Play’n Go reaffirmed their status as one of the top developers for members here with many popular releases including Legacy Of Egypt and Rise Of Olympus while Big Time Gaming had two of their five releases in the top 10 but were well down on last year’s performance mainly due to the facts mentioned above. They also made the most reviled slot I ever saw in these polls, with their Book Of Gods game getting an unprecedented 11 nominations for the TOSSER award of 2018 (The Overwhelmingly Shittiest Slot Ever Released). This is however very unusual for possibly the most progressive developer of the last few years and I confidently predict their next game Holy Diver will be the total opposite – it’s surely a classic in the making. Here it is – Holy Driver slot
Now I’m afraid the topic invites yet more controversy, a word which figures heavily this year. There has been an explosion in slots using the ‘feature purchase’ system whereby for a multiple of the base stake of say 50 or 100 the player can purchase a feature trigger and then in some cases can actually gamble it afterwards at the risk of losing it all.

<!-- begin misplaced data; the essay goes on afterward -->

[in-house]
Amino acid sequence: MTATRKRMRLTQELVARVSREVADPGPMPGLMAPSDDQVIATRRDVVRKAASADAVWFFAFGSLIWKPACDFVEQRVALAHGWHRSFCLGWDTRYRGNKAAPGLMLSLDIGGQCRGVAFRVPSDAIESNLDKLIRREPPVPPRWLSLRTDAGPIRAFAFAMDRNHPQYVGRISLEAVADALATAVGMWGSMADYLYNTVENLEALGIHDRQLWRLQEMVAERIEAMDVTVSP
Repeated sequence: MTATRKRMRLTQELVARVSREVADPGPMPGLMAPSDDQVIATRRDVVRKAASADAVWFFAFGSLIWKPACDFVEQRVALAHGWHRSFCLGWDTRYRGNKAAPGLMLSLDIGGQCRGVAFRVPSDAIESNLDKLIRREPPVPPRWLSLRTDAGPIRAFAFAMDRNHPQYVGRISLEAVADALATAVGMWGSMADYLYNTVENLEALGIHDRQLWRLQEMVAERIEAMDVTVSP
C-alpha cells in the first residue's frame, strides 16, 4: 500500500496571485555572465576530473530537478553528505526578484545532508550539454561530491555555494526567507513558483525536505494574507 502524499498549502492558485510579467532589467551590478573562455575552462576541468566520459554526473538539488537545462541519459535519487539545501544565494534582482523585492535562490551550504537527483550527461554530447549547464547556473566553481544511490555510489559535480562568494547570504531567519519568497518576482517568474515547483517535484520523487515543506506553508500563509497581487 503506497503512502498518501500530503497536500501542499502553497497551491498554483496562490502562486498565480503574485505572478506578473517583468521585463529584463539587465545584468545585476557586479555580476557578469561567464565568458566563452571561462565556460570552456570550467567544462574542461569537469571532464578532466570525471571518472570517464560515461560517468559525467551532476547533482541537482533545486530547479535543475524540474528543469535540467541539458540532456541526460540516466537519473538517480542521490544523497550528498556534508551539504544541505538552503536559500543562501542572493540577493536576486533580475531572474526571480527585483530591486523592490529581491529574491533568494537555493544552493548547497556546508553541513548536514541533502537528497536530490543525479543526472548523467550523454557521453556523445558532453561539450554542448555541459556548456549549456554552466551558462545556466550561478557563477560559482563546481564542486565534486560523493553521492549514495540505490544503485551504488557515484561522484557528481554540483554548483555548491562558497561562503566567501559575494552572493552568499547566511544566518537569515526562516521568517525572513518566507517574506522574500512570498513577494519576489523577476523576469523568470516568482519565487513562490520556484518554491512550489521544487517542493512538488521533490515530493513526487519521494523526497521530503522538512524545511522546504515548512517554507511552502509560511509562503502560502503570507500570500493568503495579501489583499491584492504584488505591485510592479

An example is BTG’s Extra Chilli where for 50x bet you can buy a trigger for the free games, usually awarding 8 spins, an amount which may not bode well for an increasing multiplier mechanic during the games. You can now gamble this for 12 spins or more and lose everything doing so on the basis of a 50-50 chance. Many players consider this to be irresponsible gambling and the fact that most slots offering this facility state their RTP is slightly higher when exclusively playing via the purchase seems to have inflamed feelings too.
There are of course two sides here – the UKGC has recently prevented FOBTs in land-based bookmakers from having single game stakes of over £2 but then again do not forbid non-feature purchase slots from having stakes of up to 500 or even 1000 a spin. I’ve a feeling there will be more to this tale in the coming year.
The final chapter of 2018 is possibly the most meaningful – what of the major Big 6 developers? Well last year was pretty dreadful as far as their releases went and it’s regrettable that 2018 was even worse with their complacency and lack of invention, alongside some pretty terrible maths models and mechanics again apparent.
There has been a noticeable improvement by NetEntertainment though to be fair, with Vikings getting more than a few player votes alongside Halloween Jack with BerryBurst being a vast improvement on their ubiquitous Starburst. Other than that their games were pretty anonymous. Playtech were the most prolific developer and were ignored in general although along with Novomatic part of the reason for this could well be the limited amount of multi-platform casinos offering their software, leading to limited player exposure. You most certainly cannot use that excuse for the remaining 3 bigger developers though!